A computer that as yet has no trusted devices of a given class would have to trust the first one plugged in. Ie. if you have a new computer that’s never had a keyboard, it has to trust its first keyboard unless there is another way to confirm trust when that first keyboard is plugged in. Fortunately mobile devices all have built in input hardware that can be trusted at manufacture, avoiding this issue.
For an even stronger level of trust, we might want to be able to encrypt the data going through. This stops the insertion of malicious hubs or other MITM intercepts that might try to log keystrokes or other data. Encryption may not be practical in low power devices that need to be drives and send data very fast, but it would be fine for all low speed devices.
Of course, we should not trust our networks, even our home networks. Laptops and mobile devices constantly roam outside the home network where they are not protected, and then come back inside able to attack if trusted. However, some security designers know this and design for this.
Yes, this adds some extra UI the first time you plug something in. But that’s hopefully rare and this is a big gaping hole in the security of most of our devices, because people are always plugging in USB drives, dongles and more.
Submitted by brad on Sat, 2013-04-13 11:26.
Bitcoin is having its first “15 minutes” with the recent bubble and crash, but Bitcoin is pretty hard to understand, so I’ve produced this analogy to give people a deeper understanding of what’s going on.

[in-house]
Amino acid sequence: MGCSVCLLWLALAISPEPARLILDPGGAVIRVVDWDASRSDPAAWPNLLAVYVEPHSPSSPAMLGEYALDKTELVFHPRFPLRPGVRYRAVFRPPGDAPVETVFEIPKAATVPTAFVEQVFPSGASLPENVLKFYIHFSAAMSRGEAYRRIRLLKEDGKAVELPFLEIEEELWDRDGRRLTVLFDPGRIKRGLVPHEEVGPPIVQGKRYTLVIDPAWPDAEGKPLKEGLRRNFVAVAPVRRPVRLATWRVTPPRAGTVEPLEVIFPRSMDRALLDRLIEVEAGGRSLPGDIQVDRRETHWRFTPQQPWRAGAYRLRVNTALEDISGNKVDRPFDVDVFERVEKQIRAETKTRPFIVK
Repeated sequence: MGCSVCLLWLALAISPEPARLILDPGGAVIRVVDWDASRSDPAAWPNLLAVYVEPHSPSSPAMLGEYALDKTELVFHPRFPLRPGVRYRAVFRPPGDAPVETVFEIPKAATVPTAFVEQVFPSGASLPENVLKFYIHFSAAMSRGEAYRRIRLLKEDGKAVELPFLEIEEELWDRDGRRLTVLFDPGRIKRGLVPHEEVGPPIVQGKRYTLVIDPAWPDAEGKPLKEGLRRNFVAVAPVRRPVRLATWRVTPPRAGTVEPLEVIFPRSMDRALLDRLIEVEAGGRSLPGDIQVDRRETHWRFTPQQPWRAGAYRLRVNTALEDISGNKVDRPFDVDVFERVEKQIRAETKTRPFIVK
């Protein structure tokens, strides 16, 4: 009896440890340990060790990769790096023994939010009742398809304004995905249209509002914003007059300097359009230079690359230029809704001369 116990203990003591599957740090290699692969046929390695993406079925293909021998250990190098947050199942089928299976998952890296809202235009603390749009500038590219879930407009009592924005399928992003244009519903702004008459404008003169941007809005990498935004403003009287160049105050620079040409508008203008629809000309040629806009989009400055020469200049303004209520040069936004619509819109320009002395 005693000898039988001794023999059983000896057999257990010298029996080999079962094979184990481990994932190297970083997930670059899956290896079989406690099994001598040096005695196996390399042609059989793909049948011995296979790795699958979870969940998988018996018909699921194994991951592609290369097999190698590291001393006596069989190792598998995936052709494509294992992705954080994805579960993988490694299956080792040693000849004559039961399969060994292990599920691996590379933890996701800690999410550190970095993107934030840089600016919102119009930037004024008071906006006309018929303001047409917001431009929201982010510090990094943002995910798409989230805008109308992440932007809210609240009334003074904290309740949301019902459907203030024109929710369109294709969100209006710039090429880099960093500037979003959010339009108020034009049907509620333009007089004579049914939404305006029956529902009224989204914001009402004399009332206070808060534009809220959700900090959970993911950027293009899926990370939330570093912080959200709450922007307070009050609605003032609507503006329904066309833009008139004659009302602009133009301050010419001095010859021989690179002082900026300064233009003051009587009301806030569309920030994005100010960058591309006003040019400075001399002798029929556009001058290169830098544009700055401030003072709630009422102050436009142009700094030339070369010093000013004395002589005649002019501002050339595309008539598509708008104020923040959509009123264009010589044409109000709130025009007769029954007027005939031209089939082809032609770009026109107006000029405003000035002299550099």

It begins with a group of folks who take a different view on several attributes of conventional “fiat” money. It’s not backed by any physical commodity, just faith in the government and central bank which issues it. In fact, it’s really backed by the fact that other people believe it’s valuable, and you can trade reliably with them using it. You can’t go to the US treasury with your dollars and get very much directly, though you must pay your US tax bill with them. If a “fiat” currency faces trouble, you are depending on the strength of the backing government to do “stuff” to prevent that collapse. Central banks in turn get a lot of control over the currency, and in particular they can print more of it any time they think the market will stomach such printing — and sometimes even when it can’t — and they can regulate commerce and invade privacy on large transactions. Their ability to set interest rates and print more money is both a bug (that has sometimes caused horrible inflation) and a feature, as that inflation can be brought under control and deflation can be prevented.
The creators of Bitcoin wanted to build a system without many of these flaws of fiat money, without central control, without anybody who could control the currency or print it as they wish. They wanted an anonymous, privacy protecting currency. In addition, they knew an open digital currency would be very efficient, with transactions costing effectively nothing — which is a pretty big deal when you see Visa and Mastercard able to sustain taking 2% of transactions, and banks taking a smaller but still real cut.
With those goals in mind, they considered the fact that even the fiat currencies largely have value because everybody agrees they have value, and the value of the government backing is at the very least, debatable. They suggested that one might make a currency whose only value came from that group consensus and its useful technical features. That’s still a very debatable topic, but for now there are enough people willing to support it that the experiment is underway. Most are aware there is considerable risk.